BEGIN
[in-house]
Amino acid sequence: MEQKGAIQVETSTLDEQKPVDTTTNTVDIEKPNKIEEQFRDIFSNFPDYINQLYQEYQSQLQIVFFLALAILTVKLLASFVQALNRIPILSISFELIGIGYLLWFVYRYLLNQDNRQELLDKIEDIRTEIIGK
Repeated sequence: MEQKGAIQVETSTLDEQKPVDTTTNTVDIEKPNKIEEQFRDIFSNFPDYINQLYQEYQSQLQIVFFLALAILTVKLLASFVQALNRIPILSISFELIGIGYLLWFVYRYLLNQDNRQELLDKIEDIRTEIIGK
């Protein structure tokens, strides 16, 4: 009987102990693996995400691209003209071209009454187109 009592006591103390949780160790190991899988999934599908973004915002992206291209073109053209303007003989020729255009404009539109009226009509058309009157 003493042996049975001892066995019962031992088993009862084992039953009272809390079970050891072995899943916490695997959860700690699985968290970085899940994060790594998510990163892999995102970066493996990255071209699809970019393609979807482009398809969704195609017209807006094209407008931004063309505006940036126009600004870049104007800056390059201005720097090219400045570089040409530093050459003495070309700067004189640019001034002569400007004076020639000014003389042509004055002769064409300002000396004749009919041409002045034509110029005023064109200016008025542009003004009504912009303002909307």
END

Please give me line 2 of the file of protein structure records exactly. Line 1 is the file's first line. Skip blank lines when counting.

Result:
Amino acid sequence: MEQKGAIQVETSTLDEQKPVDTTTNTVDIEKPNKIEEQFRDIFSNFPDYINQLYQEYQSQLQIVFFLALAILTVKLLASFVQALNRIPILSISFELIGIGYLLWFVYRYLLNQDNRQELLDKIEDIRTEIIGK